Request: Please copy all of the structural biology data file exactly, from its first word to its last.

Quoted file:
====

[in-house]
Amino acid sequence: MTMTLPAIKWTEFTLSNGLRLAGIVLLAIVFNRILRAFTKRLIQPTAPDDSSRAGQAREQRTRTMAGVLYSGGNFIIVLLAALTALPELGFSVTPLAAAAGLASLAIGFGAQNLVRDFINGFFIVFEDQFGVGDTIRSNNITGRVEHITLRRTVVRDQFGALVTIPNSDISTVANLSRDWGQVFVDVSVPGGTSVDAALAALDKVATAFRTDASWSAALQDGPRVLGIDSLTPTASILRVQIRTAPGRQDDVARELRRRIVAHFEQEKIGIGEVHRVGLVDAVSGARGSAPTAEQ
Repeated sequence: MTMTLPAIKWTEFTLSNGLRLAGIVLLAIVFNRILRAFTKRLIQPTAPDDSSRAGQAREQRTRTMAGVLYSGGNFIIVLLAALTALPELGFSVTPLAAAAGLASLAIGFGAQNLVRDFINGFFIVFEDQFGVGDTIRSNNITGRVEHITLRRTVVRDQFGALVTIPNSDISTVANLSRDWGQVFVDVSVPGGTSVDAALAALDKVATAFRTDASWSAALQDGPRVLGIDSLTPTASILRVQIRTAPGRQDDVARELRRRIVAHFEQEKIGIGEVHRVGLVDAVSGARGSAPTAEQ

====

[in-house]
Amino acid sequence: MTMTLPAIKWTEFTLSNGLRLAGIVLLAIVFNRILRAFTKRLIQPTAPDDSSRAGQAREQRTRTMAGVLYSGGNFIIVLLAALTALPELGFSVTPLAAAAGLASLAIGFGAQNLVRDFINGFFIVFEDQFGVGDTIRSNNITGRVEHITLRRTVVRDQFGALVTIPNSDISTVANLSRDWGQVFVDVSVPGGTSVDAALAALDKVATAFRTDASWSAALQDGPRVLGIDSLTPTASILRVQIRTAPGRQDDVARELRRRIVAHFEQEKIGIGEVHRVGLVDAVSGARGSAPTAEQ
Repeated sequence: MTMTLPAIKWTEFTLSNGLRLAGIVLLAIVFNRILRAFTKRLIQPTAPDDSSRAGQAREQRTRTMAGVLYSGGNFIIVLLAALTALPELGFSVTPLAAAAGLASLAIGFGAQNLVRDFINGFFIVFEDQFGVGDTIRSNNITGRVEHITLRRTVVRDQFGALVTIPNSDISTVANLSRDWGQVFVDVSVPGGTSVDAALAALDKVATAFRTDASWSAALQDGPRVLGIDSLTPTASILRVQIRTAPGRQDDVARELRRRIVAHFEQEKIGIGEVHRVGLVDAVSGARGSAPTAEQ